432. JOHN WHITMAN
A lamentable story of John Whitman, shoemaker, who suffered most cruel torments at Ostend in Flanders, for the testimony of Jesus Christ, and the truth of his gospel, anno 1572.
John Whitman, shoemaker, being about the age of forty-nine years, born in Tienen, a town in Brabant, after his coming over into England, dwelt in Rye in the county of Sussex, being married twenty-three years: always a professor of the gospel, as well in the time of the freedom thereof, as in time of persecution. About Candlemas, in the year 1572, unknown to his friends in Rye, understanding of shipping in Rye, which was ready bound for Ostend in Flanders, he went aboard the Saturday morning, and arrived at Ostend that night, where he lodged with one of his kinsmen there dwelling. The next day being Sunday, in the morning he, accompanied with his said kinsman, took his journey as it were to have passed higher into the country.
When they were about three miles on their way out of the town, suddenly Whitman staid and would go no further; but immediately returned back again to Ostend, whither so soon as he was come, it being service-time in their church, he forthwith addressed himself thither, and at the time of the heave-offering stept to the sacrificer, and took from over his head his idol, saying these words in the Dutch tongue: "Is this your god?" and so breaking it, cast it down under his feet, and trod thereon. Forthwith the people in an uproar came to lay hold on him, and hardly in the church escaped he death by the soldiers there present; but, being rescued by some to the intent to be further examined and made a public spectacle, he was carried immediately to prison. Upon the next day, being Monday, the judges and other counsellors being assembled he was brought forth into the common hall, and examined of his fact, the intent, the counsel and abettors thereof, and also of his faith: where he very constantly, in defence of his Christian faith, and great detestation of idolatry, demeaned himself in such sort, that he wrung tears from the eyes of divers, both of the chief, and others present. So was he committed again to prison.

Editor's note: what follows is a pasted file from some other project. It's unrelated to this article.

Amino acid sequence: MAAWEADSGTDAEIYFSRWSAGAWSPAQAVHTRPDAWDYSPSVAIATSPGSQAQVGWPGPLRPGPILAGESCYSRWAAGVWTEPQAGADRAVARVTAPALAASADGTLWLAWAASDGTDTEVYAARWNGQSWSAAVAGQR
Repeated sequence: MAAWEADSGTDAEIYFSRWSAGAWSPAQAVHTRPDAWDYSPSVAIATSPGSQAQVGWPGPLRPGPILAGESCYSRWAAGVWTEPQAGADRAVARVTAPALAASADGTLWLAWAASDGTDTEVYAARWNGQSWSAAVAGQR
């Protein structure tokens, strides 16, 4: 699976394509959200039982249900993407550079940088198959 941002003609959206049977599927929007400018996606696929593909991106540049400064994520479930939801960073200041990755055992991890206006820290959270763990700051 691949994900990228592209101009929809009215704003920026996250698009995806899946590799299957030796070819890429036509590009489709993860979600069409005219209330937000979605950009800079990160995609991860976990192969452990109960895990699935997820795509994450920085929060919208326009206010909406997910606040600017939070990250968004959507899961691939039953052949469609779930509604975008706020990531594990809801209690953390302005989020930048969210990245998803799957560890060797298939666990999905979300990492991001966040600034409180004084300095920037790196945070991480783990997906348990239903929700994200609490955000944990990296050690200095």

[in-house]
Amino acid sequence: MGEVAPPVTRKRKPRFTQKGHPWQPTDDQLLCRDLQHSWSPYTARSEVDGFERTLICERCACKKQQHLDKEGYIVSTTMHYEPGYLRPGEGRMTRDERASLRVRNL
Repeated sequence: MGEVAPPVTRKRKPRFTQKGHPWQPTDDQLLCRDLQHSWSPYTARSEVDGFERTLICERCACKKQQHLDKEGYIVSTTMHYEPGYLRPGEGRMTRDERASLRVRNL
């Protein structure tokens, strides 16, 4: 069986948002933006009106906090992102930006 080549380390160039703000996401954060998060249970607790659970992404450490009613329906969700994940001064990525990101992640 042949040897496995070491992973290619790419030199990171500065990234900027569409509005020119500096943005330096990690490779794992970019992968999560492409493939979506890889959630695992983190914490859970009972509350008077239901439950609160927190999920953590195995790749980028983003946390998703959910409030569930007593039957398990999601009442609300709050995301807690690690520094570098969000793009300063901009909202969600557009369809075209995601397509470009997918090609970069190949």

Illustration -- Whitman's Hand Cut Off
The next day, being Tuesday, he was brought out again before the judges into the same place. And being examined as before, he no whit abated, but increased in his constancy: whereupon sentence was given upon him to have his hand cut off, and his body scorched to death, and after to be hanged up. So the day following, being Wednesday, he was brought out of prison to the town-hall, standing in the market-place, all things belonging to execution being made ready there; which when they were all ready, the hangman went into the hall, and with a cord tied the hands of Whitman, and came out leading him thereby. So soon as Whitman was out of the house, he made such haste, and, as it were, ran so to the place of execution, that he drew the hangman after him. There was a post set up with spars from the top thereof, aslope down to the ground, in manner of a tent, to the end that he should be only scorched to death, and not burned. When he was come to the place, the hangman commanded him to lay down his right hand upon a block, which he immediately with a hatchet smote off: the good man still continuing constant, the hangman stepped behind him, and bid him put out his tongue, which he forthwith did, as far as he could out of his mouth, through the which he thrust a long instrument like a pack-needle, and so let it stick. Then the judges, standing by in the common-hall, read again his fact and sentence. Wherento he could make no answer, his tongue hanging out of his head: so was he stripped out of his cassock, his hose being put off in prison, and put within his tent, and made fast with two chains; and fire was put round about, which broiled and scorched his body most miserably, all black, he not being seen, but heard to make a noise within the tent. When he was dead, he was carried out to be hanged upon a gibbet, beside the town.